In this weekend update, we look at the equities bull run and the U.S. dollar.
U.S. equities climbed again this week, gaining more than 3% in most major indexes as well as the NASDAQ reaching record highs. The fascinating aspect of the bullish move in equities is that we are seeing the move amidst multiple causes for concern. Some concerns including the trade wars, North Korea, rising yields, and the resignation of Gary Cohn. Any one of these could have been justification for a sell-off and even a large sell-off. Instead of any sell-off, prices remained relatively strong, saw minor pullbacks that were quickly overcome. When the nonfarm payroll jobs data reports came out, equity strength continued as if there were no concerns at all. Volatility, as measured by the VIX fell to 6 week lows and crossed below 13 on Friday.
The nonfarm payroll data was the highest monthly job growth since December of 2014 and the second highest behind June of 2010. The problem with the data is that average hourly earnings are not growing as fast as one might hope for true economic growth. Wage growth is underperforming inflation by less than half. Despite the average hourly earnings, equity strength and job growth could be confirming that we are seeing growth that should sustain us for the entire 2018. We have discussed economic cycles and the idea that we could be 3 years into a bull run if we look at 2015 as the market correction but the U.S. dollar has not shown stability or demand that we would like to see if the economy continues to strengthen.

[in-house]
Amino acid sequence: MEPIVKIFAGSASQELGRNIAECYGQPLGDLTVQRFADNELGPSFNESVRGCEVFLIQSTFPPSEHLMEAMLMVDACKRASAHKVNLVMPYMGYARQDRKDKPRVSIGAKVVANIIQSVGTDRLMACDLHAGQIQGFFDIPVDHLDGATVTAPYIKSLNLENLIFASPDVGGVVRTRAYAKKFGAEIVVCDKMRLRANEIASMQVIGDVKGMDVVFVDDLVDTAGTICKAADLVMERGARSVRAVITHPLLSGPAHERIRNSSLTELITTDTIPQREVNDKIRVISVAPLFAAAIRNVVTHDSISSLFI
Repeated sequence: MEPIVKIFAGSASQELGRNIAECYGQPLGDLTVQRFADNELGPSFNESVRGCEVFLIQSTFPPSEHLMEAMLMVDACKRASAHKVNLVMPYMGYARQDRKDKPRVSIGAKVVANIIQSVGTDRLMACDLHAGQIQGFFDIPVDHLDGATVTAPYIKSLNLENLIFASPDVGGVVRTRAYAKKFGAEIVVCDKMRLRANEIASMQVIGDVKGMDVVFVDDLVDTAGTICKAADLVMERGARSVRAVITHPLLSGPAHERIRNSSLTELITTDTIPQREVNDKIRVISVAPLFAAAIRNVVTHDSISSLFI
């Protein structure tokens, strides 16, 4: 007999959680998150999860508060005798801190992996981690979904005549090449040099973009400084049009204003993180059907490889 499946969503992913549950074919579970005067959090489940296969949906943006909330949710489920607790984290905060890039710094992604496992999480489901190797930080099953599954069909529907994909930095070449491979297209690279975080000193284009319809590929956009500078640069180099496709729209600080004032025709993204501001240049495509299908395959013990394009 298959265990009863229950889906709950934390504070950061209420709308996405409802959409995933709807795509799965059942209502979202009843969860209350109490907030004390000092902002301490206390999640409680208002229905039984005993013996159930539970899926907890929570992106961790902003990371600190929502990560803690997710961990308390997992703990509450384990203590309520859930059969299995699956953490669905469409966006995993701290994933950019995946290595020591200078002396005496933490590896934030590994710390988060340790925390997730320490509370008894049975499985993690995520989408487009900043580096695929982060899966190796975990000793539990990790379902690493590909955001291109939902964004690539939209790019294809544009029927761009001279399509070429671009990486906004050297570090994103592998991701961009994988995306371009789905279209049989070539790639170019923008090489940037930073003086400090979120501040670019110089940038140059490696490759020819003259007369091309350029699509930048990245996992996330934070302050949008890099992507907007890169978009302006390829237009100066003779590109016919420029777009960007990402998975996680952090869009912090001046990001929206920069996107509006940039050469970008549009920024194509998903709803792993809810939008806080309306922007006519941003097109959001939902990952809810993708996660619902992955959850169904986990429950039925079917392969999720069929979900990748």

The weakness of the U.S. dollar when the Federal Reserve is planning on raising rates creates a dilemma. Rising rates stalls if not stops inflation. Inflation is usually attached to low rates, borrowing, and expansion. If inflation is halted and growth slows while the U.S. dollar strengthens, it will become harder to export, more expensive to borrow and the economic cycle could be reversed. Some analysts are looking at the rally in equities with the many causes of concern as not economic growth and stability but as an indication of speculation and irrational exuberance (to borrow a phrase). We may be enlarging the bubble in equities. Commodities have already shown some weakness and the U.S. dollar is poised for a new bullish cycle. Consumer Price Index next week and the FOMC statement the following week are going to be significant indicators for both U.S. equities and the U.S. dollar.